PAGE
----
The core 206 has a central piece 206A and pole pieces 206B, 206C, which appear as flanges at the opposite ends of the central piece 206A. Each pole piece 206B, 206C provides magnetic pole of pole length Lm. The spacing between the pole pieces 206B, 206C is designated as pole spacing A. In some alternate embodiments, the magnetic poles may not be integrated with the core 206 and may instead be provided by other magnetically permeable structures above and below the core 206. The central piece 206A may be in the shape of a cylinder. The EM coil 204 is wrapped N times around the central piece 206A. The EM coil 204 may be wrapped on a bobbin which is disposed in a recess in the central piece 206A. The EM coil 204 is arranged between the pole pieces 206B, 206C. The core 206 may include passages (not shown) which allow external wires 223, 225 to be connected to the EM coil 204. The EM coil 204 may be arranged on the central piece 206A such that it is flush with the peripheral surfaces 206B1 and 206C1 of the pole pieces 206B, 206C. Nonmagnetic material such as epoxy may be used to secure the EM coil 204 in place on the central piece 206A. The nonmagnetic material may also fill up any spaces between the EM coil 204, thereby preventing fluid from entering in between the EM coil 204. Alternatively, as illustrated in FIG. 4, the EM coil 204 may not be flush with (and may be recessed relative to) the peripheral surfaces 206B1, 206C1 of the pole pieces 206B, 206C, respectively. A spacer 212 may be arranged adjacent to the EM coil 204 to create a magnetic discontinuity that separates the magnetic poles provided by the pole pieces 206, 206C. The spacer 212 may be made of a nonmagnetic material, such as aluminum or plastic, or a material having a very low magnetic permeability.

Returning to FIG. 3, the MR fluid valve 201 provided in the piston assembly 200 further includes a flux ring 214 surrounding the magnetic field generator 202. The cross-section of the flux ring 214 is typically circular, but other cross-sectional shapes such as square or hexagon may be used. The flux ring 214 is made of a magnetically permeable material such as described above with respect to the core 206. In a preferred embodiment, the flux ring 214 is concentric with and radially spaced from the magnetic field generator 202. The MR fluid valve 201 further includes a flow channel 216 defined between the magnetic field generator 202 and the flux ring 214. The flow channel 216 may be annular and concentric with the magnetic field generator 202. In the example shown in FIG. 3, the length of the flux ring 214 is substantially the same as the length (Lp) of the magnetic field generator 202. The flux ring 214 is coupled to the magnetic field generator 202, for example, using end plates 220, 222. The end plates 220, 222 include lips 220A, 222A, respectively, which engage with recesses in the flux ring 214. The end plates 220, 222 also include recesses 220B, 222B, respectively, which engage with ridges on the core 206. The end plates 220, 222 include orifices 220C, 222C, respectively, which are aligned with the flow channel 216. Preferably, any sharp edges at the orifices 220C, 222C are set-back from the flow channel 216 to avoid creating flow disturbances at the distal ends of the flow channel 216. An alternative to using end plates 220, 222 to couple the magnetic field generator 202 to the flux ring 214 is to form connecting ribs (not shown) between the distal ends of the flux ring 214 and the core 206.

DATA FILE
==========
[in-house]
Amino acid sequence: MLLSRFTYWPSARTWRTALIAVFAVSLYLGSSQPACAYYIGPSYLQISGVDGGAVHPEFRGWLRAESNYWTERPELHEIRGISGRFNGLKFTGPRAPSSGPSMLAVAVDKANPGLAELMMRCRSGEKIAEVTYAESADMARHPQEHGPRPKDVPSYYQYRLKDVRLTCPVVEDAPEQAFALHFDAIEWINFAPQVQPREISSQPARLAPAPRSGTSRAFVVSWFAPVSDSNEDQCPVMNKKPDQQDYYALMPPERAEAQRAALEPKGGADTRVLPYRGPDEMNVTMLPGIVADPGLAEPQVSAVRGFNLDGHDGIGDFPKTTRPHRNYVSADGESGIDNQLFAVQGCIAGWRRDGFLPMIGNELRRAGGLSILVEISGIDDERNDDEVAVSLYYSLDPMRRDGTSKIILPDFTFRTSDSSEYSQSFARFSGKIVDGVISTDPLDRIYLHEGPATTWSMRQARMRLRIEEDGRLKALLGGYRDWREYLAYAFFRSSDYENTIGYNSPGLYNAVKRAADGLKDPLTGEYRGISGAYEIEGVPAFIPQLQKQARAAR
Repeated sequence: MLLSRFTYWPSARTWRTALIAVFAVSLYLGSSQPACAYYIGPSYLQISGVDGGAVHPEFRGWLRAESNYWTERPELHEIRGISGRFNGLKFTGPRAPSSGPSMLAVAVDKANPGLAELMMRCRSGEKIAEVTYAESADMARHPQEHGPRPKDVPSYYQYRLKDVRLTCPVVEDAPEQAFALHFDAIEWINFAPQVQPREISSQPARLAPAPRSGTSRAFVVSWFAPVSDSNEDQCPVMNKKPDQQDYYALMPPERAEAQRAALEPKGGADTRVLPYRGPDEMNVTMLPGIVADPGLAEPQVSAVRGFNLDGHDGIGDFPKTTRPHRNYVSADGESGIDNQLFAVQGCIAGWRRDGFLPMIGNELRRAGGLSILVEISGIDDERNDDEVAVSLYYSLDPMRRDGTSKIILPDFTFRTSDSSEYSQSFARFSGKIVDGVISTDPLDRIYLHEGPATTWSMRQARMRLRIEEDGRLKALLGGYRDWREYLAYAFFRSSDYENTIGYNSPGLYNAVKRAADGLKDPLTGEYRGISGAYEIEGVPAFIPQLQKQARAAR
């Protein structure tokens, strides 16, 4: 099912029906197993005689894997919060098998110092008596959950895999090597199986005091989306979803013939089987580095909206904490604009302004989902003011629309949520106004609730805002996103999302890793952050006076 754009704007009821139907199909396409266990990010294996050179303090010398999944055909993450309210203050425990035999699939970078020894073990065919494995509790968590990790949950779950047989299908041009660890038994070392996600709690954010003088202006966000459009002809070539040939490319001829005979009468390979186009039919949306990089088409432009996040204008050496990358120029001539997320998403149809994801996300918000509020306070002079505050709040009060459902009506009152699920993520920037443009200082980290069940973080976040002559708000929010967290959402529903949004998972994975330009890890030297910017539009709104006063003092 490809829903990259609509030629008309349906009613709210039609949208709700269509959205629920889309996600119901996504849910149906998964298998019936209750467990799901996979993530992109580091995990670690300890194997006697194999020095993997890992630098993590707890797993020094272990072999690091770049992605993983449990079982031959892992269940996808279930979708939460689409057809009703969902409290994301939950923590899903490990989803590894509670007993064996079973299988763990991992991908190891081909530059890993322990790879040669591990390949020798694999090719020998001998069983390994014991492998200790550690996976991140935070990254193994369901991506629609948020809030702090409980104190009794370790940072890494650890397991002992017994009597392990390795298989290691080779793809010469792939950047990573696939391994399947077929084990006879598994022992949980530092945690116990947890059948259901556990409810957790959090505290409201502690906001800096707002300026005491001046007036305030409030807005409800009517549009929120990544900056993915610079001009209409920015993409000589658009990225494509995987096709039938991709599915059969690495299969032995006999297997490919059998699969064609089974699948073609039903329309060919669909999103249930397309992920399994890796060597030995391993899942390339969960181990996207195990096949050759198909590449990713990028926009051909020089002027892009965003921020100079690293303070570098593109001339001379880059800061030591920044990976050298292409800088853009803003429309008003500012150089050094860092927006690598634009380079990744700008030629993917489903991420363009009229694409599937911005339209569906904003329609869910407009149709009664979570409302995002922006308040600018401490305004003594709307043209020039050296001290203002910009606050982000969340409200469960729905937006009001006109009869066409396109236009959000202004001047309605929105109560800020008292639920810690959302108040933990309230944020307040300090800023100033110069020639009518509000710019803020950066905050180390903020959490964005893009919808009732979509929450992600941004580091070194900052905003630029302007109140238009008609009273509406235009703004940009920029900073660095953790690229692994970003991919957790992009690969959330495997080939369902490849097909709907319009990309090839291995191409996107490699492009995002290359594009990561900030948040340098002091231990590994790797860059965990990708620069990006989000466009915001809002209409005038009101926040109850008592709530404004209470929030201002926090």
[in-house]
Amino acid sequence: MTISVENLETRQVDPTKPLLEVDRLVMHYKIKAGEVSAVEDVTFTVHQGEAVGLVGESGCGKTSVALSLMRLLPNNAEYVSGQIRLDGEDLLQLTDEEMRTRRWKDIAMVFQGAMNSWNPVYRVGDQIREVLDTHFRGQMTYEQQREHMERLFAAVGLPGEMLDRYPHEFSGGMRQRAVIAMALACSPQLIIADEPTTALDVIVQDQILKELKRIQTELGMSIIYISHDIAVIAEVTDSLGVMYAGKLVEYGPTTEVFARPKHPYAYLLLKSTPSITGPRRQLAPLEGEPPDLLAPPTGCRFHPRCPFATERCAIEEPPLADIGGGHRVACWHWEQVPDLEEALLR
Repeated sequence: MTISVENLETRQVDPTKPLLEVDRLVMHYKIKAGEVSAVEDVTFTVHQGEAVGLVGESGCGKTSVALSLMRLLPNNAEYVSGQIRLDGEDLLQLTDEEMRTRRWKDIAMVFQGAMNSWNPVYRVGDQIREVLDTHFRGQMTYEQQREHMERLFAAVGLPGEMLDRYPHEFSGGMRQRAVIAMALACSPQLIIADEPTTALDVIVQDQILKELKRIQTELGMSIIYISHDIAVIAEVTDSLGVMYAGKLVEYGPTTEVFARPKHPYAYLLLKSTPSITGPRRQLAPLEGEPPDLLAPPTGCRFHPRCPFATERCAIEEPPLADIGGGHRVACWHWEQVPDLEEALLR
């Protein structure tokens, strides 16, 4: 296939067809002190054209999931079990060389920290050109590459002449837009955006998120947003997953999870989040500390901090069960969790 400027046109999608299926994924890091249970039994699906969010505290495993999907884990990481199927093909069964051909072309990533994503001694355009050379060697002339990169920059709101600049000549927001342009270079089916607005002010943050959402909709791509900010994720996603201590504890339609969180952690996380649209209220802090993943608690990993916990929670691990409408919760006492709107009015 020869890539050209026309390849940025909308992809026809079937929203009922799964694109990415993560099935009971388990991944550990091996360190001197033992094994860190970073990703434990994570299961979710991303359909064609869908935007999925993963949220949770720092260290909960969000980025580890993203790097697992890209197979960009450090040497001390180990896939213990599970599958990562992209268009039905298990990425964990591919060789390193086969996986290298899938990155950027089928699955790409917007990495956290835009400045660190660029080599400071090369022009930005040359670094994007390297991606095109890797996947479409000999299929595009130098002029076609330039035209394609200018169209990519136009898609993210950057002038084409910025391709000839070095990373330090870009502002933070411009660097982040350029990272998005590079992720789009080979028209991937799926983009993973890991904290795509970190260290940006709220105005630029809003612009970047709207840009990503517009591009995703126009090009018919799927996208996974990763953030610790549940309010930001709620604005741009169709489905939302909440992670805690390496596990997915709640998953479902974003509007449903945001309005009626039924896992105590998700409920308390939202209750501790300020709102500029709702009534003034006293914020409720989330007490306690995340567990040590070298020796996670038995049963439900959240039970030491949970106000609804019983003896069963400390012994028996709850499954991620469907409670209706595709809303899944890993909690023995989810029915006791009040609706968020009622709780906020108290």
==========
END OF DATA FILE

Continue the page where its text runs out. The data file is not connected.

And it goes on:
When the piston assembly 200 is disposed in an MR fluid damper 100, 140, MR fluid 118 in the MR fluid damper fills the flow channel 216. The MR fluid is a non-colloidal suspension of micron-sized magnetizable particles, preferably iron particles. Current is supplied to the EM coil 214 through electrical wires 223, 225 to energize the EM coil 204 and generate a magnetic field, which is applied across the MR fluid in the flow channel 216. The magnetic flux 218 preferably moves in a path through the core 206, across the flow channel 216, preferably through the flux ring 214, across the flow channel 216, and through the core 206. The magnetic flux 218 (illustrated with dashes and arrows) is preferably perpendicular to the pole pieces 206B, 206C. When the magnetic field is applied to the flow channel 216, the apparent viscosity of the MR fluid in the flow channel 216 increases providing a controllable magnetic field on-state. The yield strength of the MR fluid in the flow channel 216 can be controlled by varying the strength of the turned on magnetic field. The MR fluid damper (100 in FIG. 1 or 140 in FIG. 2) operates in the flow mode, which means that the surfaces defining the flow channel 216 are held stationary relative to the perpendicular magnetic field and axial flow in the flow channel 216. Preferably, the surfaces of the pole pieces 206B, 206C and the flux ring 214 facing the flow channel 216 are smooth to minimize inertial and transition effects.